‘Pocket Hercules,’ Olympic weightlifting legend, dies at 50

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Naim Suleymanoglu, Turkey’s triple Olympic champion weightlifter nicknamed “Pocket Hercules,” died at age 50 on Saturday.

Suleymanoglu was hospitalized with liver failure on Sept. 28 in Istanbul. He underwent a liver transplant Oct. 6, then remained in intensive care due to a brain hemorrhage and further Nov. 11 surgery, according to Turkey’s Anadolu news agency.

The 5-foot, 136-pound Suleymanoglu became the first weightlifter to win three Olympic titles, doing so in 1988, 1992 and 1996.

He could clean and jerk three times his body weight, helping gain his famous nickname.

Suleymanoglu was born Naim Suleimanov in a Bulgarian mountain village. He wanted to start weightlifting at age 9, when he was 3-foot-9 and 55 pounds.

He was a world medalist by age 16 and a world champion by 18 but missed the 1984 Olympics in between due to Bulgaria joining the Soviet-led boycott.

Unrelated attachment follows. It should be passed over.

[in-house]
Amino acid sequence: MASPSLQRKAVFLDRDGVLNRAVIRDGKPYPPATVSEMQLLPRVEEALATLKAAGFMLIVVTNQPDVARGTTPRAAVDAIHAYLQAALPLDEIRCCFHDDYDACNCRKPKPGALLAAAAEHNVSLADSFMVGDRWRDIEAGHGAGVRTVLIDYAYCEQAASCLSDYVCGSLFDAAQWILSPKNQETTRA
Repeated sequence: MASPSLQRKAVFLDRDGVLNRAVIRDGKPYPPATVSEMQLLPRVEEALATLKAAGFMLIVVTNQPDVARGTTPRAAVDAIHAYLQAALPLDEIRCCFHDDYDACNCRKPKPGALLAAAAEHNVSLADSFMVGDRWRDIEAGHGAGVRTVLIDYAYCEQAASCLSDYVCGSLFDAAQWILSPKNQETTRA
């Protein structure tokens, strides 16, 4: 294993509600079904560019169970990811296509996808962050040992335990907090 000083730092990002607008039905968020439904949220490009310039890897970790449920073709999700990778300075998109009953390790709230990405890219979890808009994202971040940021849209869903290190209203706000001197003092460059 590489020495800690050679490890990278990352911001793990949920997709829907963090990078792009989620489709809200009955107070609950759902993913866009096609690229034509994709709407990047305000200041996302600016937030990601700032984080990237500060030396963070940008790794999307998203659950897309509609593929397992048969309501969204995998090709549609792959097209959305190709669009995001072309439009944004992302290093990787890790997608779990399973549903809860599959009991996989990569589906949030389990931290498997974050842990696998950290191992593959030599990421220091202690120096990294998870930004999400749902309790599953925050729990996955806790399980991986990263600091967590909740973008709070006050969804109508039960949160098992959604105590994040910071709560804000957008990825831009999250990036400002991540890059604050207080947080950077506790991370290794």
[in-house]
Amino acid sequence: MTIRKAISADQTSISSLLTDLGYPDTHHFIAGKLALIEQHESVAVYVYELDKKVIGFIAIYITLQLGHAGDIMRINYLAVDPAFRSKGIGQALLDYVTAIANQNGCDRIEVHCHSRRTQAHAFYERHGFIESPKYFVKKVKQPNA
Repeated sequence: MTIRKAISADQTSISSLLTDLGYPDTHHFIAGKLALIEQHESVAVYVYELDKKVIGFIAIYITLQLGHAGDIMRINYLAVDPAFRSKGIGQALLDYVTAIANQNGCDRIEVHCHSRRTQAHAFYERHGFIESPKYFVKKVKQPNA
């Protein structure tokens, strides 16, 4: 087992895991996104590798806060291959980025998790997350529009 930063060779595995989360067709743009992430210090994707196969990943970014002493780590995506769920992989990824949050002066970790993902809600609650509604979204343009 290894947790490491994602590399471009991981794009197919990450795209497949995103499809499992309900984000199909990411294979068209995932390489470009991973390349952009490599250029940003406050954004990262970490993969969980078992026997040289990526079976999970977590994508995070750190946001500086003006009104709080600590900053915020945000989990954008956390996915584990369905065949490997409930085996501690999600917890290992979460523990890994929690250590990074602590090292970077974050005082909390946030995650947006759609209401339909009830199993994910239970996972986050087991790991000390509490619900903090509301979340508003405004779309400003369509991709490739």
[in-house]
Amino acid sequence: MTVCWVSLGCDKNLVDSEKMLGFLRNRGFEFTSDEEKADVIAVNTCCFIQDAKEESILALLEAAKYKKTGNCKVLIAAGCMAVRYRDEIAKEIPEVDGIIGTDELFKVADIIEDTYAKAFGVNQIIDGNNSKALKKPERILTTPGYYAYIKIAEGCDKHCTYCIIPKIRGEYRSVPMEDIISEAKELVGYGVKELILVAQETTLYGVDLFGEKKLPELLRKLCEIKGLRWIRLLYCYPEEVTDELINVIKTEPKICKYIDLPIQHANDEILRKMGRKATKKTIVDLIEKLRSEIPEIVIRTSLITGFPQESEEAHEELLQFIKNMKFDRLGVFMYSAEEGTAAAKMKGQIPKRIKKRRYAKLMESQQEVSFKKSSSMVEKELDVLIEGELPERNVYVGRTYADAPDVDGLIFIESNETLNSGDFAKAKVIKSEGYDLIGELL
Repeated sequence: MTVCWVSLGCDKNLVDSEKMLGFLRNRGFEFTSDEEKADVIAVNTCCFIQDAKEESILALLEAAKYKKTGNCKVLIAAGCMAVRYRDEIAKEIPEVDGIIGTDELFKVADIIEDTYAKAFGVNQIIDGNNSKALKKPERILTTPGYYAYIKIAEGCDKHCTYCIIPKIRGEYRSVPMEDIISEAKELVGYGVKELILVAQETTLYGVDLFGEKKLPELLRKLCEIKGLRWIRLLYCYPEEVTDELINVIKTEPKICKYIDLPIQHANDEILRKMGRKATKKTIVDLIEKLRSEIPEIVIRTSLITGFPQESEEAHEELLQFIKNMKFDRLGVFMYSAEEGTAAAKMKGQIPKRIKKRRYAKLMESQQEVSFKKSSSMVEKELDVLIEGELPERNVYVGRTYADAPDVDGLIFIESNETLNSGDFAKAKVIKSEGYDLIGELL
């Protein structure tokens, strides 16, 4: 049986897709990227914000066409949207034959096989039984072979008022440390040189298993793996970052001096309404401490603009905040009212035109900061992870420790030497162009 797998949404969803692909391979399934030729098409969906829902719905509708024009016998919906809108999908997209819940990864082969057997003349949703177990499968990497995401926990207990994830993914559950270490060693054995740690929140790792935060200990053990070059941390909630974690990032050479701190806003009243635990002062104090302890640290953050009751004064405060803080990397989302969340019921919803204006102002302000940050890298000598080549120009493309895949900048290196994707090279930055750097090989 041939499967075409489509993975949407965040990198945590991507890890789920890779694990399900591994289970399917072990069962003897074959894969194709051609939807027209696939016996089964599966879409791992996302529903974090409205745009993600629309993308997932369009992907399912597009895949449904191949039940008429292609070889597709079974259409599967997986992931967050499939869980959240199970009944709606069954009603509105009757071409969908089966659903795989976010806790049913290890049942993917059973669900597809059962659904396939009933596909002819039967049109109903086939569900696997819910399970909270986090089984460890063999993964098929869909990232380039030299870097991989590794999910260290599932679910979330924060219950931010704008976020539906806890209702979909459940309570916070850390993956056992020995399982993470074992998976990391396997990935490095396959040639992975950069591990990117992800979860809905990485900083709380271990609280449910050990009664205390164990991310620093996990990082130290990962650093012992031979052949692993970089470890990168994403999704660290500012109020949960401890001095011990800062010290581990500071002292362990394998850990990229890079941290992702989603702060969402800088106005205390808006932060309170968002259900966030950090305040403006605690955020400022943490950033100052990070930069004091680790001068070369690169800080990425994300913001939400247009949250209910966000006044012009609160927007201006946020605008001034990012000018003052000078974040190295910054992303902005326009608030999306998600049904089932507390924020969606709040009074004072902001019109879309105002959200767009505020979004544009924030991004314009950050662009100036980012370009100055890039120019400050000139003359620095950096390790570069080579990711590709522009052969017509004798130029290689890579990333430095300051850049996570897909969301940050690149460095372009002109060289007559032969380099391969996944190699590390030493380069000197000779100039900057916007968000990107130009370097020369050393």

He defected from Bulgaria in 1986 after charges of human rights violations, even murders, by Bulgarian authorities against the country’s ethnic Turks. Bulgaria was attempting to change Turkish names to Slavic ones in an assimilation process.

All this happened during Suleymanoglu’s eight-year winning streak in major competition, starting as a Bulgarian competitor and finishing representing Turkey.

He decided to defect after seeing that his name would be changed. Suleymanoglu kept his plan a secret for a year before leaving the Bulgarian team at a competition in Australia in December 1986. He then changed his name to Naim Suleymanoglu, which means Naim, son of Suleyman, in Turkish.

Five months before the 1988 Olympics, Turkey’s weightlifting president took $1 million in a suitcase to a Bulgarian hotel in order to obtain the unconditional release of Suleymanoglu to compete for Turkey at the Seoul Games.

Under rules at the time, an athlete had to sit out one year before competing for a new country at the Olympics. Plus, Bulgaria had to agree to Suleymanoglu’s change of athletic citizenship. If not, Suleymanoglu would have had to wait three years before competing for Turkey.

Turkish journalists said that three men counted the money three times, a 6 1/2-hour undertaking.

Suleymanoglu was cleared to compete for Turkey and dominated the Olympic featherweight division in 1988 (broke six world records) and 1992 (won by 33 pounds).

Suleymanoglu’s featherweight duel with Greek Valerios Leonidis at the 1996 Atlanta Games was called “the greatest weightlifting competition in history” by the public address announcer.